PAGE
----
UN: Hunger crisis threatens half of Somalia’s young children | News | Al Jazeera

War over Phosphates

 In November 2020, the Moroccan government sent its military to the Guerguerat area, a buffer zone between the territory claimed by the Kingdom of Morocco and the Sahrawi Arab Democratic Republic (SADR). The Guerguerat border post is at the very southern edge of Western Sahara along the road that goes to Mauritania. The presence of Moroccan troops “in the Buffer Strip in the Guerguerat area” violated the 1991 ceasefire agreed upon by the Moroccan monarchy and the Polisario Front of the Sahrawi. 

U.S. Secretary of State Antony Blinken made it clear in November 2021 that the U.S. government would continue to maintain the position taken by the previous Trump administration that Morocco has sovereignty over Western Sahara. The United States is now the only Western country to recognize Morocco’s claim to sovereignty over Western Sahara.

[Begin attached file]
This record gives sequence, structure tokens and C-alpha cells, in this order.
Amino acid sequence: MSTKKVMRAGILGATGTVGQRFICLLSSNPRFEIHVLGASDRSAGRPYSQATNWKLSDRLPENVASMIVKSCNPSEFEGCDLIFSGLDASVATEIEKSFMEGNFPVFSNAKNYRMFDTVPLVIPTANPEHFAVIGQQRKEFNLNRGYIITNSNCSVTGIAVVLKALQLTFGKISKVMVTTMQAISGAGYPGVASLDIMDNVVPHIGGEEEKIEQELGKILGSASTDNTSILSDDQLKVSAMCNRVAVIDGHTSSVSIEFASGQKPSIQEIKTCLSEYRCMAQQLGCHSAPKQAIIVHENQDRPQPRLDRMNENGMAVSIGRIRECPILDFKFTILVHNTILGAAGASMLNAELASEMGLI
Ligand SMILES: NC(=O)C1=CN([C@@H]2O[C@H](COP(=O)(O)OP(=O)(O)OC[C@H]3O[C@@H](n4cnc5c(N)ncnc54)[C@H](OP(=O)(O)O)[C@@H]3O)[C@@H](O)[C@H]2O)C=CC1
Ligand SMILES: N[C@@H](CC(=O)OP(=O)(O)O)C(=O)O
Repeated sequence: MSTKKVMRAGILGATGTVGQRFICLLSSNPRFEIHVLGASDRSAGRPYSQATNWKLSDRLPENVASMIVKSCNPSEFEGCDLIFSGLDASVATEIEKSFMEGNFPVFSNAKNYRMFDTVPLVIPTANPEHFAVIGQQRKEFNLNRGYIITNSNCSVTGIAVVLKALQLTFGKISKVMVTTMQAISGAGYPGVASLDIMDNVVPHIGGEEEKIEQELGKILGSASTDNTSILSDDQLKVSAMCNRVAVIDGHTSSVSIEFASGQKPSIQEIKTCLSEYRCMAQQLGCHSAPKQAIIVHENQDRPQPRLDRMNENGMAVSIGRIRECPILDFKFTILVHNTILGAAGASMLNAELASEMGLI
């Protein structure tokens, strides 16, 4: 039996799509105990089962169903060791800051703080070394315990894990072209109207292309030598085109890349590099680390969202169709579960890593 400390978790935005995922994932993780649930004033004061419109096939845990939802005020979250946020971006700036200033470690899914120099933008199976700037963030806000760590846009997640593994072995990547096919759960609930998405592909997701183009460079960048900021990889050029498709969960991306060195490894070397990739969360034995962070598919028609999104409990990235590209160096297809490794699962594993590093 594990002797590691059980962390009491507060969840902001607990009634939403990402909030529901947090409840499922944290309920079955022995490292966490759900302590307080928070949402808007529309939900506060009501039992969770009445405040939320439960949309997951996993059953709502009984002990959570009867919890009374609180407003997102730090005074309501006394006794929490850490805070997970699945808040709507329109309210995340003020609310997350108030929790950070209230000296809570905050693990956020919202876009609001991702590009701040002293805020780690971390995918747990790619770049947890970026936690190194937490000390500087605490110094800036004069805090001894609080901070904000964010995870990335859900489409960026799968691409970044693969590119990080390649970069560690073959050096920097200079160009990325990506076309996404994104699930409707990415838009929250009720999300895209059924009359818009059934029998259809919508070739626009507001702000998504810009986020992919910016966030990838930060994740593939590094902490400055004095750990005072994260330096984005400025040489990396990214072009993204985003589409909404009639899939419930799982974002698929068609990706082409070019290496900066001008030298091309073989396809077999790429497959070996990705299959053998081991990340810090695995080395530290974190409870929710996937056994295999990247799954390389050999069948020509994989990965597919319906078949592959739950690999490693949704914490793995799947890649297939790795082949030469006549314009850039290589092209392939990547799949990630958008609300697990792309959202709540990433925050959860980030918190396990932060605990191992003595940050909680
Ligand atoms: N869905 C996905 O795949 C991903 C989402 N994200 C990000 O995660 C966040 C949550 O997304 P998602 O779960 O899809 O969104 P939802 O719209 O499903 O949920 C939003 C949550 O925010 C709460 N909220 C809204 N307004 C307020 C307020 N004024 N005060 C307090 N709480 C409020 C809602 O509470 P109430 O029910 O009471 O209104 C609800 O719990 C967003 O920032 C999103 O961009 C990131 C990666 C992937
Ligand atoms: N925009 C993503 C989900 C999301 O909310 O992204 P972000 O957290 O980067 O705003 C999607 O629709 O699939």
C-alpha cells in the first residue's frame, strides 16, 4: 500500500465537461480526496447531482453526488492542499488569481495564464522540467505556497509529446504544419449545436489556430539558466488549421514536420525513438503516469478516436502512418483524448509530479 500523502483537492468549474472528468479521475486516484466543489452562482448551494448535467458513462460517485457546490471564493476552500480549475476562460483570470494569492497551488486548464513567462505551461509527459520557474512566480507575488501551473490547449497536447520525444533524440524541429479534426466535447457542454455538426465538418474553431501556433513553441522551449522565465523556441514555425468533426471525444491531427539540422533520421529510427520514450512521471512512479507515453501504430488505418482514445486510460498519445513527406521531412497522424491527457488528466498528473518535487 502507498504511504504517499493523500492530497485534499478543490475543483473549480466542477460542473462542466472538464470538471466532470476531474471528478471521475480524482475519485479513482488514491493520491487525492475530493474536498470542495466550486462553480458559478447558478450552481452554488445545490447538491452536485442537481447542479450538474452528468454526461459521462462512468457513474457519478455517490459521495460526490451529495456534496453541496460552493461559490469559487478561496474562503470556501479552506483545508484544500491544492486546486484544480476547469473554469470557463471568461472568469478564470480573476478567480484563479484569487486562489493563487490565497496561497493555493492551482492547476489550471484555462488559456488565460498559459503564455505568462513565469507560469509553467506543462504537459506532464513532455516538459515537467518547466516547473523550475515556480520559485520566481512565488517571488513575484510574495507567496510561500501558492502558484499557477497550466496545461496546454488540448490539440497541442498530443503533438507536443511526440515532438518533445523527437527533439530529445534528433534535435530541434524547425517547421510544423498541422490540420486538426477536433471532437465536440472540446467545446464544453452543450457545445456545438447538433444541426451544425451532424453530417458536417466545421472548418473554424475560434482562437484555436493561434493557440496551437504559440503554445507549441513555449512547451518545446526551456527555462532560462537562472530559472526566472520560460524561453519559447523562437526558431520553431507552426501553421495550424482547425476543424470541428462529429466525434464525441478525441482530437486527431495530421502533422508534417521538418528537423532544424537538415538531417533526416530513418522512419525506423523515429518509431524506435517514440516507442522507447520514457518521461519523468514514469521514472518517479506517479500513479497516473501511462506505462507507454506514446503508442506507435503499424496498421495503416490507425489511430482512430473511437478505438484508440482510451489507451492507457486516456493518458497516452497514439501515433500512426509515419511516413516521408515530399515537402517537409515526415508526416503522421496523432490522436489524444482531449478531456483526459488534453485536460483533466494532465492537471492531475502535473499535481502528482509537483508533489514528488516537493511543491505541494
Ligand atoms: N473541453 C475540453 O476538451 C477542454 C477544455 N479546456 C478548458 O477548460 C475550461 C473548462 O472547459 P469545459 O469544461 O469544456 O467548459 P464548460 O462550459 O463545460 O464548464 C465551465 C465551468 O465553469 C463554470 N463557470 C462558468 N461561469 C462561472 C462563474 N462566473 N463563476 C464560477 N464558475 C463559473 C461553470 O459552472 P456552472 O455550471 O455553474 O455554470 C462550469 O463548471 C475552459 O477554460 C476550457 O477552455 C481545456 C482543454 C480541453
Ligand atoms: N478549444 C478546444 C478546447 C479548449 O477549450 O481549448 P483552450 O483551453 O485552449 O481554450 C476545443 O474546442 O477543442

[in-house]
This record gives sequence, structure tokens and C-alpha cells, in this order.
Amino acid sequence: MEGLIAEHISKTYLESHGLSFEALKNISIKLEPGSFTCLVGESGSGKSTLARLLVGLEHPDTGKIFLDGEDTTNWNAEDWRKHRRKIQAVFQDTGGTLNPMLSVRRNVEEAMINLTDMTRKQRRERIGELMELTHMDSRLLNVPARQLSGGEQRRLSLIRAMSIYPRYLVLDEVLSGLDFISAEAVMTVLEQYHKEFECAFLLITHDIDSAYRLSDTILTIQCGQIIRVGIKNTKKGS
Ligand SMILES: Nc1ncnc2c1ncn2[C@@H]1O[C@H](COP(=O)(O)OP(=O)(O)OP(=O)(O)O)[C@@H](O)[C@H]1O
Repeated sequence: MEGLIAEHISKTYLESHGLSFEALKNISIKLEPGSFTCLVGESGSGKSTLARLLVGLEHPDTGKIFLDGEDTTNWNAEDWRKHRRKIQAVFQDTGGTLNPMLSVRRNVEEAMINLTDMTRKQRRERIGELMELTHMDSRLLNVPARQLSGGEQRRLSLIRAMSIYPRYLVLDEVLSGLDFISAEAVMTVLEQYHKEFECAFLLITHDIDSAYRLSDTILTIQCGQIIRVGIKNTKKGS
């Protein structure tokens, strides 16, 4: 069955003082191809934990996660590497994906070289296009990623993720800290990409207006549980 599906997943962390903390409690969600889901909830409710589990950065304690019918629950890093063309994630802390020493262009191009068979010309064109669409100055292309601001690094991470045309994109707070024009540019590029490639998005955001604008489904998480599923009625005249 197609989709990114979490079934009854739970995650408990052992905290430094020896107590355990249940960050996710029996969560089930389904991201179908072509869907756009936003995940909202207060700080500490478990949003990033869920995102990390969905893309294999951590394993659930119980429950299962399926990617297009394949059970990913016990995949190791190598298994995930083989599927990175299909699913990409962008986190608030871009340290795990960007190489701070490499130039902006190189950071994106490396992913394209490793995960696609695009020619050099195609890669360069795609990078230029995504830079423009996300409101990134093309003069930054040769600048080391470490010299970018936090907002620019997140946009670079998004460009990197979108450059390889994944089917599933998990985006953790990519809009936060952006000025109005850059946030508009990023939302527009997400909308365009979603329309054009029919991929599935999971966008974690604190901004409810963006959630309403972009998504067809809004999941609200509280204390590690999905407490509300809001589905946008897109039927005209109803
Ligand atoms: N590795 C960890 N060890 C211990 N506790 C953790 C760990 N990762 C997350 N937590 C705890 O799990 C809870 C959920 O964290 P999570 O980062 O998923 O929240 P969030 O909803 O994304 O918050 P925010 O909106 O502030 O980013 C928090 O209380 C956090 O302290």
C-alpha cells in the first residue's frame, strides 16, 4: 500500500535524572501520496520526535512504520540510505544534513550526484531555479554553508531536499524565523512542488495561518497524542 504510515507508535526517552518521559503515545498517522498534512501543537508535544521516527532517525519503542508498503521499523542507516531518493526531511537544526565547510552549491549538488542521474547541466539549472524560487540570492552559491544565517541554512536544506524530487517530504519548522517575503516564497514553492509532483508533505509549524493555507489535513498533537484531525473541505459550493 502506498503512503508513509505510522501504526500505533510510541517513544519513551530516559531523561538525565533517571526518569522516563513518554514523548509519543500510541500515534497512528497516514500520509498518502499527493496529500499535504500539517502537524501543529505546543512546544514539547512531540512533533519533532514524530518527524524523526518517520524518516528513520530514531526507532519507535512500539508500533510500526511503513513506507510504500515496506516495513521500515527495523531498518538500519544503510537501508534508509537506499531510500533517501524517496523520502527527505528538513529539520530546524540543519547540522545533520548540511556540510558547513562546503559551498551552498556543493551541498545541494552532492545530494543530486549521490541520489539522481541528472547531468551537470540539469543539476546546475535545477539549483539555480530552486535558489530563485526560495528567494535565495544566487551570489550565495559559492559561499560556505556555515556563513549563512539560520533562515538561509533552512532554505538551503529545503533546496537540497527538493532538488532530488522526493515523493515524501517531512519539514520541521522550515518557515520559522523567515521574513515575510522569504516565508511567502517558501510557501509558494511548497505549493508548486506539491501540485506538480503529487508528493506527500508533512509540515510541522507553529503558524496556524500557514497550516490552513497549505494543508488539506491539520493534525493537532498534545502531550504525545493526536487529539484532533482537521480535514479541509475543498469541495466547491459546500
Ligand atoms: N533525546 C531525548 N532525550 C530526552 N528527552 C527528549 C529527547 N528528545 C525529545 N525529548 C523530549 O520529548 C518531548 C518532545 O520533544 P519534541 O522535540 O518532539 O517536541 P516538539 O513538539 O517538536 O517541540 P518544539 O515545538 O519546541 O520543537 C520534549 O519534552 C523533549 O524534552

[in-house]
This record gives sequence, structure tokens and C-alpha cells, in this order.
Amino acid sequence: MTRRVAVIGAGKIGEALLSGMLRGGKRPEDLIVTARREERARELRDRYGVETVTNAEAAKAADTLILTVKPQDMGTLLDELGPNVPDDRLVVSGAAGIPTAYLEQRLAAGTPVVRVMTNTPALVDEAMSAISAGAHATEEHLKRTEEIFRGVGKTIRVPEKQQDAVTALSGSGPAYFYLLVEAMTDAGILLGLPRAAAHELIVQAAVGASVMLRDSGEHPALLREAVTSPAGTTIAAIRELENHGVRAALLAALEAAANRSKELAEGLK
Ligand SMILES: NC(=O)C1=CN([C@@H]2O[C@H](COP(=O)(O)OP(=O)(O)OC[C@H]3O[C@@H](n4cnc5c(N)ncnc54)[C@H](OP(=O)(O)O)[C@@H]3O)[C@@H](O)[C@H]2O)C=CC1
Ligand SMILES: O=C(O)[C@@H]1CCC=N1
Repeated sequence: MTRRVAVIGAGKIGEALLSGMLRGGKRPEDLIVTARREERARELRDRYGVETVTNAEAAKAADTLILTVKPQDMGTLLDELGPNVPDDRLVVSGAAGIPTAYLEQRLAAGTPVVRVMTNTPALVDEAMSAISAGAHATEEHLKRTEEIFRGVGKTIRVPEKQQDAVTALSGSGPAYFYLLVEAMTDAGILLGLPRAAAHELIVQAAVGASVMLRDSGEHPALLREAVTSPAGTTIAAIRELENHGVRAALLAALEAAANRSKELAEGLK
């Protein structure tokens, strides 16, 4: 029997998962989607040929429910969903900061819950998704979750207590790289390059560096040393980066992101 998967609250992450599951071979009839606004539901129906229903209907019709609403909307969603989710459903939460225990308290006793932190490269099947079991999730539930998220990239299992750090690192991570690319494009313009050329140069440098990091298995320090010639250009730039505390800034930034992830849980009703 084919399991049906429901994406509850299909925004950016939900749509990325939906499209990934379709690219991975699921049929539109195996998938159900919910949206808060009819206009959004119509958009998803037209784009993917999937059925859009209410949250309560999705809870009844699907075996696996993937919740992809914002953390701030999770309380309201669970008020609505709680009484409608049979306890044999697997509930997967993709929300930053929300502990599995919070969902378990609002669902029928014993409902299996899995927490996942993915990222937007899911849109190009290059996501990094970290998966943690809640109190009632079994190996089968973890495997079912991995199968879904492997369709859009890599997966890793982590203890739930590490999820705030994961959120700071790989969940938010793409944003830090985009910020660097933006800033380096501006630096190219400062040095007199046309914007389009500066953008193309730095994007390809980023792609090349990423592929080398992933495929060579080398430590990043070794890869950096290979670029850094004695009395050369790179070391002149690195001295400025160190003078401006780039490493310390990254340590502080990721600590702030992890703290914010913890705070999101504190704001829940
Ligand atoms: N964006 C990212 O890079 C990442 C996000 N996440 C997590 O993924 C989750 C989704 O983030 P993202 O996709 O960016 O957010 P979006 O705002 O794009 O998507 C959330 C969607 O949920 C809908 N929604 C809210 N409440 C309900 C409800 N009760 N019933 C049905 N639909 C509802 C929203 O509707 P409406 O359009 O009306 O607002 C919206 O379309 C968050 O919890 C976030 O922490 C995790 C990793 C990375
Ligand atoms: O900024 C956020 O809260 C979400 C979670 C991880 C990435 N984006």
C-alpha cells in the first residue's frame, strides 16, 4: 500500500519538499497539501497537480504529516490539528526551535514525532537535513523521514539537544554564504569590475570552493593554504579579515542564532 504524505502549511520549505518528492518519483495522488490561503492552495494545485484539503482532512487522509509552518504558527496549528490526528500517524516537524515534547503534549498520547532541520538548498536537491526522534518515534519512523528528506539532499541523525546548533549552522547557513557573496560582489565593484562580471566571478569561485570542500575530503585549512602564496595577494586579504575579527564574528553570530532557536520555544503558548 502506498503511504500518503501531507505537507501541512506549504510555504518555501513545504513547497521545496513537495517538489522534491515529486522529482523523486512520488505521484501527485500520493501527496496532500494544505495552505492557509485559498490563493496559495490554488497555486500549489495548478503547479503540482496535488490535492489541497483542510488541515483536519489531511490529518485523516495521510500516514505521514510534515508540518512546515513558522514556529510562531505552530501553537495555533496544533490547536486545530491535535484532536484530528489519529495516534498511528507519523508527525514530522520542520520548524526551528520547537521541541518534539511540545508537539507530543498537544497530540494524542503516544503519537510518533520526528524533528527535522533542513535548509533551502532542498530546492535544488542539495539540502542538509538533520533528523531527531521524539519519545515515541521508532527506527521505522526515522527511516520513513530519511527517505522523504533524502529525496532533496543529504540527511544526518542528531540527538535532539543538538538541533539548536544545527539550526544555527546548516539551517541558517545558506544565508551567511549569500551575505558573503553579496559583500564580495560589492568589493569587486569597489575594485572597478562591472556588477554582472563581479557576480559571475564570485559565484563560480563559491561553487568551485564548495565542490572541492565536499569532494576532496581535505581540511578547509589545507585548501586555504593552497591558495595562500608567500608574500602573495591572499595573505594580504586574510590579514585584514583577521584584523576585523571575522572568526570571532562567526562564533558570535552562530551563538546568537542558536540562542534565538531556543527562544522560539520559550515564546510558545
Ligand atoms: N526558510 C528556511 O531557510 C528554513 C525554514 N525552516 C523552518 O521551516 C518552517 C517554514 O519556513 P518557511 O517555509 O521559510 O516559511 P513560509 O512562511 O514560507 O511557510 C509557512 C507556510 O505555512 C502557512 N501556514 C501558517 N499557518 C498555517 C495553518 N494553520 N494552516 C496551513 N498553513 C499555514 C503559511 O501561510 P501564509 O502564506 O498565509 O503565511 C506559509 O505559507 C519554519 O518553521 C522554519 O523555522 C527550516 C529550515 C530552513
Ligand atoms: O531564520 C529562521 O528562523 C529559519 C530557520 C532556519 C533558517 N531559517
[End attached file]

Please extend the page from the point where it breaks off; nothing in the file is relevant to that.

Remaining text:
By the end of November 2021, the government of Morocco announced that it had earned $6.45 billion from the export of phosphate from the kingdom and from the occupied territory of Western Sahara. If you add up the phosphate reserves in this entire region, it amounts to 72 percent of the entire phosphate reserves in the world (the second-highest percentage of these reserves is in China, which has around 6 percent). Phosphate, along with nitrogen, makes synthetic fertilizer, a key element in modern food production. While nitrogen is recoverable from the air, phosphates, found in the soil, are a finite reserve. This gives Morocco a tight grip over world food production. There is no doubt that the occupation of Western Sahara is not merely about national pride, but it is largely about the presence of a vast number of resources—especially phosphates—that can be found in the territory.